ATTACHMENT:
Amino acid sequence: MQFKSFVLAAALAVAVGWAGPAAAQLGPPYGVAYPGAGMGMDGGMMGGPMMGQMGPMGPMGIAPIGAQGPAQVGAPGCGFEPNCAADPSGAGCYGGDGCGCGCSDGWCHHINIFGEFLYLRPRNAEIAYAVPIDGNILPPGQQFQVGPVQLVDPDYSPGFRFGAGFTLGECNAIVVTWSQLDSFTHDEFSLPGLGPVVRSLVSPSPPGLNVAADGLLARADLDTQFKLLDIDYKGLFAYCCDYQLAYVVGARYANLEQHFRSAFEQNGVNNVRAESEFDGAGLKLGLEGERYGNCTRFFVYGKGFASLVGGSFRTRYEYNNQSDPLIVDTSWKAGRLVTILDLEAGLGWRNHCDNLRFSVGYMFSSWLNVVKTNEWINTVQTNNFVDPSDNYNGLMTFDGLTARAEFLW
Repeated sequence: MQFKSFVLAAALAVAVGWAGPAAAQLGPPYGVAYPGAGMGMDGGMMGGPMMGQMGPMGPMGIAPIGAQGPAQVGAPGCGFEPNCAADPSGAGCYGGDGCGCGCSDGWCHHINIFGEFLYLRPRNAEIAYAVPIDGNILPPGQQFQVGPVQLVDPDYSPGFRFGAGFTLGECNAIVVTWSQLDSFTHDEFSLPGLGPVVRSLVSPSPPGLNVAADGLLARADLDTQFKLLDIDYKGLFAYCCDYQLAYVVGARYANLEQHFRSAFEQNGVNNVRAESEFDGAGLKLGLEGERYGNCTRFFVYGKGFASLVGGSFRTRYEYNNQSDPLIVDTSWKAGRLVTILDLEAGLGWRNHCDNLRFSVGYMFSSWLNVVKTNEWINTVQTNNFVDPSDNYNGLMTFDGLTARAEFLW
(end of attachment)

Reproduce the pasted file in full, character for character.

Amino acid sequence: MQFKSFVLAAALAVAVGWAGPAAAQLGPPYGVAYPGAGMGMDGGMMGGPMMGQMGPMGPMGIAPIGAQGPAQVGAPGCGFEPNCAADPSGAGCYGGDGCGCGCSDGWCHHINIFGEFLYLRPRNAEIAYAVPIDGNILPPGQQFQVGPVQLVDPDYSPGFRFGAGFTLGECNAIVVTWSQLDSFTHDEFSLPGLGPVVRSLVSPSPPGLNVAADGLLARADLDTQFKLLDIDYKGLFAYCCDYQLAYVVGARYANLEQHFRSAFEQNGVNNVRAESEFDGAGLKLGLEGERYGNCTRFFVYGKGFASLVGGSFRTRYEYNNQSDPLIVDTSWKAGRLVTILDLEAGLGWRNHCDNLRFSVGYMFSSWLNVVKTNEWINTVQTNNFVDPSDNYNGLMTFDGLTARAEFLW
Repeated sequence: MQFKSFVLAAALAVAVGWAGPAAAQLGPPYGVAYPGAGMGMDGGMMGGPMMGQMGPMGPMGIAPIGAQGPAQVGAPGCGFEPNCAADPSGAGCYGGDGCGCGCSDGWCHHINIFGEFLYLRPRNAEIAYAVPIDGNILPPGQQFQVGPVQLVDPDYSPGFRFGAGFTLGECNAIVVTWSQLDSFTHDEFSLPGLGPVVRSLVSPSPPGLNVAADGLLARADLDTQFKLLDIDYKGLFAYCCDYQLAYVVGARYANLEQHFRSAFEQNGVNNVRAESEFDGAGLKLGLEGERYGNCTRFFVYGKGFASLVGGSFRTRYEYNNQSDPLIVDTSWKAGRLVTILDLEAGLGWRNHCDNLRFSVGYMFSSWLNVVKTNEWINTVQTNNFVDPSDNYNGLMTFDGLTARAEFLW